Chinamasa says cash shortages to worsen, blames civil servants pay hike

By Staff Reporter

If there any civil servants here I want them to hear this loud and clear; for every $100 we receive 90% is going to wages. I will not be surprised that it is going to shoot up to 120%.”

THE recent pay hike awarded to civil servants as well as allowances adjustments to government healthcare workers will worsen current cash shortages, finance minister Patrick Chinamasa has warned.

He was speaking at a meeting called Friday between women’s groups and President Emmerson Mnangagwa.

Responding to questions on the cash shortages Zimbabweans have endured since 2016, Chinamasa offered little by way of hope for a respite.

“For as long as we are using the United States dollar as our currency and the little exports from the country, it will be difficulty to have enough to solve the country’s cash crisis,” he said.

“We are not getting as much foreign direct investments as we should, but the indications are that this is going to improve as we go into the future but currently that is not so.”

“We are not getting lines of credit and we have not had any line of credit from Europe in the last 20 years and we have happy that for the first time we have received a loan of $100 million loan from British government.”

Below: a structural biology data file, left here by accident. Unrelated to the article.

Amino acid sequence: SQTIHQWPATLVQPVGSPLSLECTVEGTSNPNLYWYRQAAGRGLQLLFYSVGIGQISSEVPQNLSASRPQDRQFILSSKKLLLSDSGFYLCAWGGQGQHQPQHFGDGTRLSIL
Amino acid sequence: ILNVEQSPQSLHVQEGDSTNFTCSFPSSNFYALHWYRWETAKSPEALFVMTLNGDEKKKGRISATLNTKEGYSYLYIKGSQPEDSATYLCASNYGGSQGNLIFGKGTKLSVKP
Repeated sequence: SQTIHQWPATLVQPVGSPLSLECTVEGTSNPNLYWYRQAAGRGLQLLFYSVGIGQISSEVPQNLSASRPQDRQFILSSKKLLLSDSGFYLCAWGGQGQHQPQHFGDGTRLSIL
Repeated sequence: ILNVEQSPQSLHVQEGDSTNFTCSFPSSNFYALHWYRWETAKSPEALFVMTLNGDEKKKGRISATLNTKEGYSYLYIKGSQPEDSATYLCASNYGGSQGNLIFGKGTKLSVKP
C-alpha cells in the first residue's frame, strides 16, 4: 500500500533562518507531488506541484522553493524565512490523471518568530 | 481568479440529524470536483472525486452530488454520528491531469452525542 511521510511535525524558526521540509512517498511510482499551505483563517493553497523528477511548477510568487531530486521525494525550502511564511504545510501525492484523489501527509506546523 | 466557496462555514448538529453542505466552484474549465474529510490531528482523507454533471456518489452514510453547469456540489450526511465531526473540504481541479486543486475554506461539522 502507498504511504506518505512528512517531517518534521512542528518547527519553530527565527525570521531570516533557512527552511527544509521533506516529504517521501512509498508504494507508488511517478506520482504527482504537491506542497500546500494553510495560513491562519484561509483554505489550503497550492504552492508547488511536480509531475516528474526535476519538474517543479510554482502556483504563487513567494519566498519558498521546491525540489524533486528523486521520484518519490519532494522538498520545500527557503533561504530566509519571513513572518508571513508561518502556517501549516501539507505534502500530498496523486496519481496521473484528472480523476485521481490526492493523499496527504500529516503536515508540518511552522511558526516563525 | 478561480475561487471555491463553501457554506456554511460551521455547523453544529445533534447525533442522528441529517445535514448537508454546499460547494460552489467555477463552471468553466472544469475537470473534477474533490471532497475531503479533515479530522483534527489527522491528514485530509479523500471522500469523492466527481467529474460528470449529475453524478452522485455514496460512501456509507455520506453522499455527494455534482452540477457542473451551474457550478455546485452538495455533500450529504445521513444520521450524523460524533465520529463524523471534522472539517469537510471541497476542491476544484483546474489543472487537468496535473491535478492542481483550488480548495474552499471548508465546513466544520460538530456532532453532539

And the recent 15 percent pay hike for government workers to prevent politically damaging strikes ahead of crunch elections in two months will only worsen the situation.

“Another problem causing cash shortages is the fact that we have a huge fiscal debt,” he said.

“For every $100 we receive from taxes 90% is going to wages. This is for civil servants and I want them to hear this. 

“The situation is going to be made worse because of the allowances adjustments to nurses, teachers, doctors and the rest of the civil service. I will not be surprised that it is going to shoot up to 120%.”

He added; “People expect the over $300 million every month to be matched with physical cash.

“(But) we cannot match that because we run the risk of hyper-inflation like we had in 2009 and government is not prepared to go that route.”